Every weekend, Longform shares a collection of great stories from its archive with Slate. For daily picks of new and classic nonfiction, check out Longform or follow @longform on Twitter. Have an iPad? Download Longform’s app to read the latest picks, plus features from dozens of other magazines, including Slate.
Luckily, writing about wine requires far less pretension than talking about it does.
Fortune • 1934
One man’s dream to turn America into a post-prohibition wine utopia.
“The statistics told Mr. Garrett more. In 1918 some 3,000,000 gallons of wine were imported to fill the slippers of chorus girls and the gullets of the rich. Most of the 51,000,000 gallons produced domestically was sold in bulk and drunk by the foreign-born people of the cities. Of the 159,000,000 gallons consumed in 1928 only a few thousand were imported and only 5,000,000 produced legally and domestically for refreshment while communing with the Lord. That left 154,000,000 gallons which were made illegally in cellars and legally in homes. Since the foreign-born population has not increased since 1918, it seems logical to conclude that much of the 100,000,000-gallon increase in those years was due to new habits contracted by the rank and file of the population. In other words, prohibition has done something very startling to the taste of this nation.”
Maximillian Potter • Vanity Fair • May 2011
Who would poison the vines of the tiny, centuries-old vineyard that produces what most agree is Burgundy’s ﬁnest, rarest, and most expensive wine?
“Whoever was responsible, de Villaine was convinced, knew exactly what he was doing by targeting the D.R.C. It was clearly someone who had been sneaking around in his vineyard, and for quite some time, to produce such a detailed sketch. What’s more, it appeared to de Villaine that whoever it was likely knew a great deal about wine. The second letter included sophisticated wine-making terms, like décavaillonnage and démontage.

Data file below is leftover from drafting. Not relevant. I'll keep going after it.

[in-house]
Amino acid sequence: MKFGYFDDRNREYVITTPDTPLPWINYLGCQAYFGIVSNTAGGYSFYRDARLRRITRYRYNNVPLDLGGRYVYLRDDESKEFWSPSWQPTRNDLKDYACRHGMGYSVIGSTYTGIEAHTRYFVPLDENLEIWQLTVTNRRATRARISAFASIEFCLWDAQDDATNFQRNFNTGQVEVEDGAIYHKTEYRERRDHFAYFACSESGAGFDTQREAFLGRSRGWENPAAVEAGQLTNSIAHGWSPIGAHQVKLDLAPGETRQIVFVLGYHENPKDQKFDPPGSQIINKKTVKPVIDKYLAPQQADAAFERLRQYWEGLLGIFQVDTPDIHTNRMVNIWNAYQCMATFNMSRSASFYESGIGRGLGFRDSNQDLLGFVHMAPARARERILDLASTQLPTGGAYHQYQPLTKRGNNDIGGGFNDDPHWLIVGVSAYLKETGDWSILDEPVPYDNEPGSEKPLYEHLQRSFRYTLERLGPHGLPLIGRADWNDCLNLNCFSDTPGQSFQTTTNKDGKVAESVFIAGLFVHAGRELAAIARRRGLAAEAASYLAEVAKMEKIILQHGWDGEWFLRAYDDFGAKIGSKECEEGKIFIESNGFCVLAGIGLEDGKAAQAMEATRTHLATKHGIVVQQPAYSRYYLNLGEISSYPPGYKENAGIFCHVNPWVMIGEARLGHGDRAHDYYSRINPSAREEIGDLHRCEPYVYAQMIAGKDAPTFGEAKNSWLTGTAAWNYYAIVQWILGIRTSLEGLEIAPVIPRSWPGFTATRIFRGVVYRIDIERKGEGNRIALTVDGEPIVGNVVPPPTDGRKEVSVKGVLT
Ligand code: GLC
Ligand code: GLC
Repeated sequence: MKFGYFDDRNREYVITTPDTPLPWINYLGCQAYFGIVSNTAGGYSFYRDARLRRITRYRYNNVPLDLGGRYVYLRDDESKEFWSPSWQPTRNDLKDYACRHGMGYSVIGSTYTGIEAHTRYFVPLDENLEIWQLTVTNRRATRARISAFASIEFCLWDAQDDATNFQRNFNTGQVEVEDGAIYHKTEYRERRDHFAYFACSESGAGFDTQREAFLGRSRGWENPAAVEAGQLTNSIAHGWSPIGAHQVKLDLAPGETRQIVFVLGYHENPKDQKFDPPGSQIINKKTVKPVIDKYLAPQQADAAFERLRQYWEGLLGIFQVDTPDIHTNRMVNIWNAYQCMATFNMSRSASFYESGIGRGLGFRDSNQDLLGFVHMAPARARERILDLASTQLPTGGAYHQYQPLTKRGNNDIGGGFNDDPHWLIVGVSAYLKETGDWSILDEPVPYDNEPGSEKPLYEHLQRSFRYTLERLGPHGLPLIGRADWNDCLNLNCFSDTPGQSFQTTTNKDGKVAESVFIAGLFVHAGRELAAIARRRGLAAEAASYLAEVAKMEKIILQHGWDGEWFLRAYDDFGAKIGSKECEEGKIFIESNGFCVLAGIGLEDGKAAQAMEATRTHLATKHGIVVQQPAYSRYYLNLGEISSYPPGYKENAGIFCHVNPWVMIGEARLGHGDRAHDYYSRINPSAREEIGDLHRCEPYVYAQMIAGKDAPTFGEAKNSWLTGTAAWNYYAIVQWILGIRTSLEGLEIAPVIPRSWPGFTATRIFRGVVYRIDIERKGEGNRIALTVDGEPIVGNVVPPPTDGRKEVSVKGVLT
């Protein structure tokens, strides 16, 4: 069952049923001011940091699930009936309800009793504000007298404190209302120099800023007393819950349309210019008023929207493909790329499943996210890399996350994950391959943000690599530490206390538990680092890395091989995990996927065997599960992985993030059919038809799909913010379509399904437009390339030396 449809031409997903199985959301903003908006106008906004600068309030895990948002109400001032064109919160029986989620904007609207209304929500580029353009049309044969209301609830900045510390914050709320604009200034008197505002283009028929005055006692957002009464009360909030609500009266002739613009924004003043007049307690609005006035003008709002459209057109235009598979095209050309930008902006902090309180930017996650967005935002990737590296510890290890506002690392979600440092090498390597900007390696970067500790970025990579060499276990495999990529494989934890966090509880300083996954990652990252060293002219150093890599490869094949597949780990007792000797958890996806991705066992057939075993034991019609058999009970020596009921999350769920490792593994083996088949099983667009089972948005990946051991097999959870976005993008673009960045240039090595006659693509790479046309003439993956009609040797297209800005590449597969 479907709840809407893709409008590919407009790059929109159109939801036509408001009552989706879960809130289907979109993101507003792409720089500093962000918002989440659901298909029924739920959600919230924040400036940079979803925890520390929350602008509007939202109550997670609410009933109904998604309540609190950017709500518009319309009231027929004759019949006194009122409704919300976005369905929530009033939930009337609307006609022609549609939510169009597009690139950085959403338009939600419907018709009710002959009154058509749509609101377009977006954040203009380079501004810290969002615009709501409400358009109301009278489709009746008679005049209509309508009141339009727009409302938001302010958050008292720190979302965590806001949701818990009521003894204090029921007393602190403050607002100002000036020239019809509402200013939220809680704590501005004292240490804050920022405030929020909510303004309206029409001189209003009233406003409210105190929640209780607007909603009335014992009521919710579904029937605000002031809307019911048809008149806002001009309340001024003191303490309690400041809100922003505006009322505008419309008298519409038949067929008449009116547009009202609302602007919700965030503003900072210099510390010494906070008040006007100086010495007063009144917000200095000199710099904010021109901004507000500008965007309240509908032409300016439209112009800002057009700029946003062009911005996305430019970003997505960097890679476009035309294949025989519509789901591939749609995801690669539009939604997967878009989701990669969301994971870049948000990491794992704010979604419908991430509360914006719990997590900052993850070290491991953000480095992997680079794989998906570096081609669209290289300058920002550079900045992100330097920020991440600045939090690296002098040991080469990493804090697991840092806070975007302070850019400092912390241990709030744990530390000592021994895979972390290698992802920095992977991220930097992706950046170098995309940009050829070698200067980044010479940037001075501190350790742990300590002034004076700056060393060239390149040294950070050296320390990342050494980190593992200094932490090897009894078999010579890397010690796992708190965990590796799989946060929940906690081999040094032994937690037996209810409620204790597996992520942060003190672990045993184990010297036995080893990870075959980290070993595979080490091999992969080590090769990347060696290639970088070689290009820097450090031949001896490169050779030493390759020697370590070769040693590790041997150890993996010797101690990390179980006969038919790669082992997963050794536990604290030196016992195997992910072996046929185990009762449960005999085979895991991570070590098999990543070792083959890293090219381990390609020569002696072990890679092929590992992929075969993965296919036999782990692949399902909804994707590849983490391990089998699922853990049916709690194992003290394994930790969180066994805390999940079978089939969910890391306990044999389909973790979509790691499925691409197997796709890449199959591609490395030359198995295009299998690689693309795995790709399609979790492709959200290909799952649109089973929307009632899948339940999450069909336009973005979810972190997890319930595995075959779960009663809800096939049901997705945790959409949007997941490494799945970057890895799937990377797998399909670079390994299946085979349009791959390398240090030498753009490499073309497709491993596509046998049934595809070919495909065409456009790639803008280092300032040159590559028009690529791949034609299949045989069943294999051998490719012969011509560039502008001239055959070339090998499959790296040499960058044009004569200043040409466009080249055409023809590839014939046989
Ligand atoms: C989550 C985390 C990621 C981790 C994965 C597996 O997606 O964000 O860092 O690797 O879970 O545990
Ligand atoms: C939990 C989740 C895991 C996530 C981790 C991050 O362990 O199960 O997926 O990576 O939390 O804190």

“And there was this fact: from what the police had discovered, the criminal, or criminals, used a syringe to inject the poison. This was especially significant—over the centuries, vignerons had used such a pal or syringe-like technique to inject liquid carbon disulfide into the soil and save the vineyards from devastating infestations by the phylloxera insect. Meaning, the very methodology that had been used to preserve the vines was now being employed in an attempt to kill the vineyards of Romanée-Conti.”
Dana Goodyear • The New Yorker • May 2009
Fred Franzia makes a lot of money selling really cheap wine.
“Not long ago, Fred Franzia celebrated the sale of the four-hundred- millionth bottle of Charles Shaw, a wine that costs $1.99 at Trader Joe's and is known by the chummy nickname Two Buck Chuck. ‘Take that and shove it, Napa,’ he said. ‘Four hundred million and climbing.’ Franzia owns forty thousand acres of vineyards, more than anyone in the country; he crushes three hundred and fifty thousand tons of grapes a year, more, he figures, than anyone but his cousin Joseph Gallo, at E. & J. Gallo Winery; and his company, Bronco, has annual revenues of more than five hundred million dollars. Franzia's objective is to sell as much wine as possible—he sells twenty million cases a year now, which makes Bronco the fourth-largest winery in the United States, and would like to reach a hundred million—and his strategy is to charge next to nothing for it. He believes that no bottle of wine should cost more than ten dollars. Jim Carter, a salesman who represents Bronco's products overseas, says that at these prices the competition for wine is bottled water.”
Benjamin Wallace • New York • May 2012
The rare-wine world gets conned.